In the ongoing debate over how the military should reform its handling of sexual assault, one case has gotten more attention than the rest. Almost two years ago, one female midshipman at the U.S. Naval Academy says she was raped by three male midshipmen on the football team at an off-campus party. Two of the accused midshipmen have already had charges against them dropped, but one will stand trial in military court in March. As hearings progress, the military has been forced to deal with an issue that's controversial in courts across the country — whether or not a judge should see a victim's mental health records.
The defense in the Navy case has asked to see the alleged victim's counseling records. As Annys Shin at The Washington Post reports, the alleged victim stopped going to therapy once she realized that her records could be used against her in court. Shin explains,
Fueling the outrage among victims’ rights advocates is a perception — confirmed by both civilian and military lawyers — that requests for victims’ records are far more routine in military courts than in civilian ones. Some advocates cast the situation in military courts as a disturbing throwback to an era before the advent of rape crisis centers and the victim’s rights movement.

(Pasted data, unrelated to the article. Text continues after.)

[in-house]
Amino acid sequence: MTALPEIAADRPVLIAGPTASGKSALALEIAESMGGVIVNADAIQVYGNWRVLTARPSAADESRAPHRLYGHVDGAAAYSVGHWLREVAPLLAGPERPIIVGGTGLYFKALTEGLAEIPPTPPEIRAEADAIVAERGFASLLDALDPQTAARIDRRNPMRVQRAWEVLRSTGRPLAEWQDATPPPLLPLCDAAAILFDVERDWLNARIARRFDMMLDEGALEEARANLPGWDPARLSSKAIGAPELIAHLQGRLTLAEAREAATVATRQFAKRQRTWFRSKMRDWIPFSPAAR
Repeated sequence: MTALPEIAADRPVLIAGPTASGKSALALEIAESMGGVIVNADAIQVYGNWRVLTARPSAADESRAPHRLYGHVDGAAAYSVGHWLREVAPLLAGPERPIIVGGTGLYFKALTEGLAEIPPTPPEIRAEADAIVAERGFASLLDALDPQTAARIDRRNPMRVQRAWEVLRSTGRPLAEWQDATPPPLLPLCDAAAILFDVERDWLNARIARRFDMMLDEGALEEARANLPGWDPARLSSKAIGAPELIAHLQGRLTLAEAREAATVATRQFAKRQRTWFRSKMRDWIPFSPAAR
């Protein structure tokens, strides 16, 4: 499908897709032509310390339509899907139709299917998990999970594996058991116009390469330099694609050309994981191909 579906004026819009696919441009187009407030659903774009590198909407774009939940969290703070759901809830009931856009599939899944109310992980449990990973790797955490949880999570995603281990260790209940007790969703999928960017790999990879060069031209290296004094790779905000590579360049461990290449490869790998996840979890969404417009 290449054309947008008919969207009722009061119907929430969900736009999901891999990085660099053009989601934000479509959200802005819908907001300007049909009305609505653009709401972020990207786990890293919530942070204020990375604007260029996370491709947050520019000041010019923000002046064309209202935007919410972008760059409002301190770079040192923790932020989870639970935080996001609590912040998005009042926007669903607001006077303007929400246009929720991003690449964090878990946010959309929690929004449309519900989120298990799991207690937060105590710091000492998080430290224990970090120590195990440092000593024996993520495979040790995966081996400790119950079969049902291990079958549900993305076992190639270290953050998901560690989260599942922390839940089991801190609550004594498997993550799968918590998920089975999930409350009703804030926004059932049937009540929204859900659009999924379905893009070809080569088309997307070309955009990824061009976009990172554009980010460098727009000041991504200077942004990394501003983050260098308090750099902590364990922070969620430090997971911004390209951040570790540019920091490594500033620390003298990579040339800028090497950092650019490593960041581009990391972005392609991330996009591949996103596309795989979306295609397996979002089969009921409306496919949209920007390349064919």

In criminal cases like this one, defense lawyers go after a victim's mental health records in order to undermine her credibility and poke holes in her story. The judge is always the first one to see the records when defense attorneys request them, and he or she then decides which parts of the records will be released to the defense. The judge in this case, Col. Daniel Daugherty, has already agreed to release parts of the alleged victim's records to the defense, despite the alleged victim's lawyers attempt to block Daugherty from reviewing them.
The alleged victim tells the Post, "It would upset me to have other people, especially the perpetrators, see the damage that’s been done."
This case will be a powerful example in Congress' continuing debate on reform. Sen. Kirsten Gillibrand wants to take sexual assault cases outside the chain of command. She has the support of many Democrats, as well as Sens. Ted Cruz and Rand Paul. The Senate will vote on her bill soon, and Gillibrand says she has almost 60 votes. Sen. Claire McCaskill has a competing bill that would not take cases outside the chain of command.
This article is from the archive of our partner The Wire.
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